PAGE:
The biggest football game of the year is an exciting time and there are tons of promotions and contests that use the term “Super Bowl” and other trademarked names freely. An example would be a radio station having a contest called “Super Bowl 50 Party” or advertising a merchant with a “Super Bowl Sunday Sale” which violates trademarks. It’s important to avoid any appearance or suggestion that the station is affiliated in any way with The Big Game or the National Football League (NFL) unless you are officially licensed by the NFL to do so.
Terms to watch out for that are registered trademarks besides “Super Bowl”, include: “National Football League,” “National Football Conference,” “American Football Conference,” “Lombardi Trophy,” “Super Sunday” and the names of all 32 NFL teams. The NFL even tried to prevent the use of “The Big Game” by filing a USPTO trademark application, but the NFL was forced to abandon its trick-play when numerous colleges and business opposed the application.
If you think you can get away with it and the NFL will turn a blind eye, think again. The trademarks are heavily guarded by the NFL and its teams and they have a track record of prosecuting individuals and businesses that use their trademarks without prior permission. In order to have limited rights to use these trademarks, you must be a corporate sponsor and pay a hefty price to the league. Under no uncertain terms do they allow non-sponsors to use these terms without a price. If you don’t pay them up front with money, you’ll most likely pay with a lawsuit. NFL trademark attorneys aggressively send cease and desist letters.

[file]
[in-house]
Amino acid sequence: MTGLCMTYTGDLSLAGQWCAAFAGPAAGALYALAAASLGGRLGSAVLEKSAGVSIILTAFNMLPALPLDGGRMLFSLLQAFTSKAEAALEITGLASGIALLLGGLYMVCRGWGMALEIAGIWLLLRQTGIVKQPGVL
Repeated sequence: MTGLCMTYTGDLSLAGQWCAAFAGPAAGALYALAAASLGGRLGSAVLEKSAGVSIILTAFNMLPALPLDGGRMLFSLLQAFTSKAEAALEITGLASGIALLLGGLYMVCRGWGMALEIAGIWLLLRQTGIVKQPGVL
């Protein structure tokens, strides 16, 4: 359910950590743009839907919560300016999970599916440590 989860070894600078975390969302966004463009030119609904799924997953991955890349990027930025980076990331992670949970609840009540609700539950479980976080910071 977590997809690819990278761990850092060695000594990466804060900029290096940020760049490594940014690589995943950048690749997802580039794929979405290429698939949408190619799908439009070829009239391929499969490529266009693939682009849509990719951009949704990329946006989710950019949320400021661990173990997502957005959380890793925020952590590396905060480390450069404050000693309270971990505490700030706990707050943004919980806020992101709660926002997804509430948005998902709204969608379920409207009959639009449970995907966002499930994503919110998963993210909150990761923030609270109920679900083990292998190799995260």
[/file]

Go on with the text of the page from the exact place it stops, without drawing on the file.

Let’s be more specific with the details of a true trademark violation. If a station that is allowed to broadcast The Big Game announces publicly to “listen to the Super Bowl live on February 7th” on their station, that would not be seen a violation worthy of prosecution. They can also discuss the Super Bowl teams by name as a news event, including their pick for the winner, the stats of the game…the basic types of game-play.
Ticket giveaways aren’t the best idea. Even though the tickets were purchased officially and legally, giving away those tickets without NFL permission is violating the fine print on the back of the ticket. Unless your advertiser is an NFL sponsor and the tickets were received as part of the sponsorship, the giveaway is against the rules.
This isn’t limited to just broadcasting. Everyone has to be careful. Merchants selling souvenir t-shirts and gear cannot use trademarks. Even grocery stores, restaurants and retail stores avoid using “Super Bowl” on in-store signs and social media. Don’t forget about the trademarked logos and uniform designs. Once upon a time, churches would have parties and show the big game on a TV screen – not anymore, unless they want one of those dreaded letters from an NFL trademark attorney, or worse.
Some businesses have used clever plays on words such as, “Come get your TV before the Super Bowl” because it is describing an event. Some attorneys have fought for those businesses and won, but who would want to go through the hassle?
If you want to be smart this season, it’s a great idea to do a search on the U.S. Patent and Trademark Office website to find all of the trademarks to avoid. Play it safe and avoid a penalty because legal issues plague every business. It’s not worth the risk.